What’s on your list?
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Nacim, thanks for the kind words! I entirely agree that accuracy has real value in historical film. Just because total accuracy is impossible doesn’t mean that filmmakers shouldn’t take it seriously. My third post on this, which I hope to get up tomorrow, will talk a bit about that.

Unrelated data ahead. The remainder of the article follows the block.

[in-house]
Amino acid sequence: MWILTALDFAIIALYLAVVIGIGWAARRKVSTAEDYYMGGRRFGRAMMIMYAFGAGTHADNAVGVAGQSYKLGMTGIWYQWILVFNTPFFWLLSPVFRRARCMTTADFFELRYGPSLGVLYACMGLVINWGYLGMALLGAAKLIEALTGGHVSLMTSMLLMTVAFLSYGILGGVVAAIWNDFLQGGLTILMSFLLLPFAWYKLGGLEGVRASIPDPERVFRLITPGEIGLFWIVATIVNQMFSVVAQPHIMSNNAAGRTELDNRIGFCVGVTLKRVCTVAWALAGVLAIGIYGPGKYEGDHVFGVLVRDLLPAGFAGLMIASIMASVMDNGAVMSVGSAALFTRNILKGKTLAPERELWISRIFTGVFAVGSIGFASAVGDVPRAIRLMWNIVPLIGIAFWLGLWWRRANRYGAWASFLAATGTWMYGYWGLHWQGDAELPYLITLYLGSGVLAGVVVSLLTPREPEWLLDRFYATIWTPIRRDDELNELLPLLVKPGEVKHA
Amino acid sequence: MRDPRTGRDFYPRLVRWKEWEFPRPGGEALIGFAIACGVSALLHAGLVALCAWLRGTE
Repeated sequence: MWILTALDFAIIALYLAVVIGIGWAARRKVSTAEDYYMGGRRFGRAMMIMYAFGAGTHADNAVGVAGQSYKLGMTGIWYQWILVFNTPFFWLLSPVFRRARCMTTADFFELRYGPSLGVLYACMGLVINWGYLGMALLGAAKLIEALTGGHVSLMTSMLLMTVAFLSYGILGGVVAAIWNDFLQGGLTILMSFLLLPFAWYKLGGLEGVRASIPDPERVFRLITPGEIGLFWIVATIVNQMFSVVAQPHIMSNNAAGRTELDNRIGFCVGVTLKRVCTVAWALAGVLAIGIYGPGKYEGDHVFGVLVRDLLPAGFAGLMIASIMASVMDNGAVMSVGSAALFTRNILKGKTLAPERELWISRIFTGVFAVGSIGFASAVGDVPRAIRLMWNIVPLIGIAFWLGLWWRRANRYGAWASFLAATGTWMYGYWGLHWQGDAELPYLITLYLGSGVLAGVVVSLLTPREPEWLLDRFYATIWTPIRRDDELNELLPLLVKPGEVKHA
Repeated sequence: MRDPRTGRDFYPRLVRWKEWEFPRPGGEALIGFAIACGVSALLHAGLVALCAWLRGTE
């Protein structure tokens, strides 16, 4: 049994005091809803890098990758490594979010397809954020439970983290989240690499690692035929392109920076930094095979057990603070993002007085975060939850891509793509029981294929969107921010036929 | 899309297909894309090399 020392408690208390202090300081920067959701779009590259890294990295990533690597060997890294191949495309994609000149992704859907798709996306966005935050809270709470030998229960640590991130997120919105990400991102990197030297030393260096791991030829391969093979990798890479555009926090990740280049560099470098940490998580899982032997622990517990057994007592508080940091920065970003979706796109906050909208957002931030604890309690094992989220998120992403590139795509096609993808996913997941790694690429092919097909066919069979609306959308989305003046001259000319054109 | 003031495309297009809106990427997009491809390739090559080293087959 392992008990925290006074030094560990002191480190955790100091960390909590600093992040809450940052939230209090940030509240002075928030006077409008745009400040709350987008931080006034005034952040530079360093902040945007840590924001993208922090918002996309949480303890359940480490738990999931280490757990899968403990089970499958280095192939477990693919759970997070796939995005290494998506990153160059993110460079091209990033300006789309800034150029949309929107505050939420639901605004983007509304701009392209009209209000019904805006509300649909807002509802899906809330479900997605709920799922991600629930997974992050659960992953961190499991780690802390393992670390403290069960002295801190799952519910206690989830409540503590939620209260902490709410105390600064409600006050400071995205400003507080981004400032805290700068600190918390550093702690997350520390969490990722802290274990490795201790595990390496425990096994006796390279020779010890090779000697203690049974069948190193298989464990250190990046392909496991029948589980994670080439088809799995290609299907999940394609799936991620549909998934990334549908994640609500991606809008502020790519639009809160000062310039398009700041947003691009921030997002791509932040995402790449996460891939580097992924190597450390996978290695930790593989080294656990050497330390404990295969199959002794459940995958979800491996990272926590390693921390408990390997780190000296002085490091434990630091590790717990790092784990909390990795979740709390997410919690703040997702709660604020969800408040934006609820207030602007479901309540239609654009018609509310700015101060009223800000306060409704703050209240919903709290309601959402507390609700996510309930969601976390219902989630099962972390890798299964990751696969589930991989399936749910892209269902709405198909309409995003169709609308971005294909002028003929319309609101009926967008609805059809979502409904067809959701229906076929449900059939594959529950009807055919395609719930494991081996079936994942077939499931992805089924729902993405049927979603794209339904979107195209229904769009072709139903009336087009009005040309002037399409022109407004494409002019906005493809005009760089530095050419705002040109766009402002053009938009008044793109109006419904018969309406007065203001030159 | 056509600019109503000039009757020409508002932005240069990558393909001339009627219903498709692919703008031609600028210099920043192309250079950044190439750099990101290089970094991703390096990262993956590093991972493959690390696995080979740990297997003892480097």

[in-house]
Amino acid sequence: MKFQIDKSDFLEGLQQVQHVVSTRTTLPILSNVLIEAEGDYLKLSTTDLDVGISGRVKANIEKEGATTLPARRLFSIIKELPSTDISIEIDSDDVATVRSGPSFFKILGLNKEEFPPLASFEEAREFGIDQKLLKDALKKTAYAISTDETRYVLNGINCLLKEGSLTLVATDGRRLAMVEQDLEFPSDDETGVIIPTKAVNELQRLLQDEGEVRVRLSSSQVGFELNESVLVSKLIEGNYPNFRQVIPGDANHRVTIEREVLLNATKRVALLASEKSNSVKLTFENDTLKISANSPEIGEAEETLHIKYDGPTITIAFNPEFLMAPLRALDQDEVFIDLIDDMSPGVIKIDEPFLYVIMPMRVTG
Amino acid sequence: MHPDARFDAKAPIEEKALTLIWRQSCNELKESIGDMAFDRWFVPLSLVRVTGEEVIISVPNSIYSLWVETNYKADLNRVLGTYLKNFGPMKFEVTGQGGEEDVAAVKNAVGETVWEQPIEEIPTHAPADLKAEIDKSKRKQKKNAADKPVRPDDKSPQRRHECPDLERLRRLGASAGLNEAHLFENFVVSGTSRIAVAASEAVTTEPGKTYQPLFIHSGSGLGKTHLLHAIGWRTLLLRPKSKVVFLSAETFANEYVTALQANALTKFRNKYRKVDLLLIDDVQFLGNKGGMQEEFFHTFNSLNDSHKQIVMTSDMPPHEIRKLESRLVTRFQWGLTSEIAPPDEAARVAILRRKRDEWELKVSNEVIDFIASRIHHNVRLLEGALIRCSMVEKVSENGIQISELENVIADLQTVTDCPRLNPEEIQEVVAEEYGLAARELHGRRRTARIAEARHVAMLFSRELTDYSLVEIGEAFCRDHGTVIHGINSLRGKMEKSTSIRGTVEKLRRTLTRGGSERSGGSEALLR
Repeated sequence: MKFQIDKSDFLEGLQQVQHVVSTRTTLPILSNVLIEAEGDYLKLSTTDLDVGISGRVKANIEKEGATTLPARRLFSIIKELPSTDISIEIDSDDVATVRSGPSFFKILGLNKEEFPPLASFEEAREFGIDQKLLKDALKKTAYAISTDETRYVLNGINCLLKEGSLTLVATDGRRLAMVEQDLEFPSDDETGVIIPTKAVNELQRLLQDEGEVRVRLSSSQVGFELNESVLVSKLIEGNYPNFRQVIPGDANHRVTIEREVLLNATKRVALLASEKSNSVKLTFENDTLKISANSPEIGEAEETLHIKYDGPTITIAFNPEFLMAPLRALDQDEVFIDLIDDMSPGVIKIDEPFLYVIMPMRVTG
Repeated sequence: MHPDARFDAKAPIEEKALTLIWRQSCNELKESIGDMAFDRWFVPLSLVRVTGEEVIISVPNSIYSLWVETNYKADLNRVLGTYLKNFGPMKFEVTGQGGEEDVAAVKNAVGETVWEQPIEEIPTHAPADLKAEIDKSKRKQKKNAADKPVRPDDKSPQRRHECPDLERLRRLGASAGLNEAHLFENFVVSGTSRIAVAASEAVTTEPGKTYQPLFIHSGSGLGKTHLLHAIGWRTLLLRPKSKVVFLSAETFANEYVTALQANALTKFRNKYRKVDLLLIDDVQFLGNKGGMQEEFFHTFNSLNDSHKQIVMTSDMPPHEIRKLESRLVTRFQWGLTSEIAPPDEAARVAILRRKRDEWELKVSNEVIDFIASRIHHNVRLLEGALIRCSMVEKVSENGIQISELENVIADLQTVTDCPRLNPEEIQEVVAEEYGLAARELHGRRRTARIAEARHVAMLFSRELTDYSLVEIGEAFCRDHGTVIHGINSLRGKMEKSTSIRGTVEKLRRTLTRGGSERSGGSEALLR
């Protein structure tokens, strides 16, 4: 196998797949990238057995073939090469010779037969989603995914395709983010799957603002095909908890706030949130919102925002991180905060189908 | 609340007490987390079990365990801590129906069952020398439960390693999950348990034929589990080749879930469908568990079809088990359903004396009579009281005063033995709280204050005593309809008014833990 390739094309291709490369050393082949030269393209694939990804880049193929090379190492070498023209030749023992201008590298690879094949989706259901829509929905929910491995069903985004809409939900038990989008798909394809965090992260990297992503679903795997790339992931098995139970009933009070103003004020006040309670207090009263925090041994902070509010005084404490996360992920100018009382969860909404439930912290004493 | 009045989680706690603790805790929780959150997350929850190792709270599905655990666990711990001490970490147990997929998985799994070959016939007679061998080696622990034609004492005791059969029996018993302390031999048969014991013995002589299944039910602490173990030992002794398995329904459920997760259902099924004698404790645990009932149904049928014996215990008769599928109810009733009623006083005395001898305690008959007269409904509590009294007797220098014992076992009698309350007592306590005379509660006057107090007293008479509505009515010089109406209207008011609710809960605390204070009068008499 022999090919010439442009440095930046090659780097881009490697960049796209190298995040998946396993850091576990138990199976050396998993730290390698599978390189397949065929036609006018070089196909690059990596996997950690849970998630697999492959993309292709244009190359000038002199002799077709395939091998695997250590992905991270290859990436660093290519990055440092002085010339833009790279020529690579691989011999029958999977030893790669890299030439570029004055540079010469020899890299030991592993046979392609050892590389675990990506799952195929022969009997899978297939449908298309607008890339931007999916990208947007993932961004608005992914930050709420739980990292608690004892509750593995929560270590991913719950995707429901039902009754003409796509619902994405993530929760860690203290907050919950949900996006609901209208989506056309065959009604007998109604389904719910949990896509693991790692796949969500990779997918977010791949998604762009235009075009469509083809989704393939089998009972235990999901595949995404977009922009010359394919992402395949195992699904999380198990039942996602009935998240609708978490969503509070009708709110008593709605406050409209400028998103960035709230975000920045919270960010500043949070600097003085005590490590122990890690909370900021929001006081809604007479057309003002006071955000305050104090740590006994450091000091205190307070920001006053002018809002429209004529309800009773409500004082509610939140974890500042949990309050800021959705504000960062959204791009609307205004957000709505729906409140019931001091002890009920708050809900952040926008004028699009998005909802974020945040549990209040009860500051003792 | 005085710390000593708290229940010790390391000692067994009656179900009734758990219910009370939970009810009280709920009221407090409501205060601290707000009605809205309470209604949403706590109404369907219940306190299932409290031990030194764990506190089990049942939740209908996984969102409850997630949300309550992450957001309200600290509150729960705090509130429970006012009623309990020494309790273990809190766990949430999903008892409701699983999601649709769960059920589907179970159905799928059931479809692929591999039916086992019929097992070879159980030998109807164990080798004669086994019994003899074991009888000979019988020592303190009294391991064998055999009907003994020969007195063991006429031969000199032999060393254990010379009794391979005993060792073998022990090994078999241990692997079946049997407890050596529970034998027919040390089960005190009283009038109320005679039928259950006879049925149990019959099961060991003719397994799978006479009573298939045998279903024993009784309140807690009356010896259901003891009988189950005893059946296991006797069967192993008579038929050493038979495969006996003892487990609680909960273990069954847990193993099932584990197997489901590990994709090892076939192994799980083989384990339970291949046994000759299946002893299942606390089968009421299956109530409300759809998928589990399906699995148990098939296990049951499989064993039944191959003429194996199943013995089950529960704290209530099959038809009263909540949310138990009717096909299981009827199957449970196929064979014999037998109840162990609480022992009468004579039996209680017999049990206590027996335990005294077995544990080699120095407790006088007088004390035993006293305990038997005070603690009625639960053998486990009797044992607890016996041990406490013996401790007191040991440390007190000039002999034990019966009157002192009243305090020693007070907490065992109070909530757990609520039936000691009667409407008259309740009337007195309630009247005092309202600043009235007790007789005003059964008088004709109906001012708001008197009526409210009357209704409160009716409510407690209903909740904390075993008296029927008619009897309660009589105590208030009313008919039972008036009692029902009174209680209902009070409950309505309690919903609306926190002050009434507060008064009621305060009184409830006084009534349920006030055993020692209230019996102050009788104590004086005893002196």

My favorite film from an accuracy perspective is still the Lion in Winter. Its major inaccuracies are, in my view, relatively small, and it does such a wonderful job capturing the essence of high medieval politics that I can easily overlook them. I did rather like The New World when I saw it years ago; I’ve thought about reviewing it here. And you’re right that Rome did a very good job trying to capture elements of Roman culture that have generally been ignored; my favorite element was the man who reported the news; he made very odd gestures which are actually quite in line in ancient ideas about public speaking.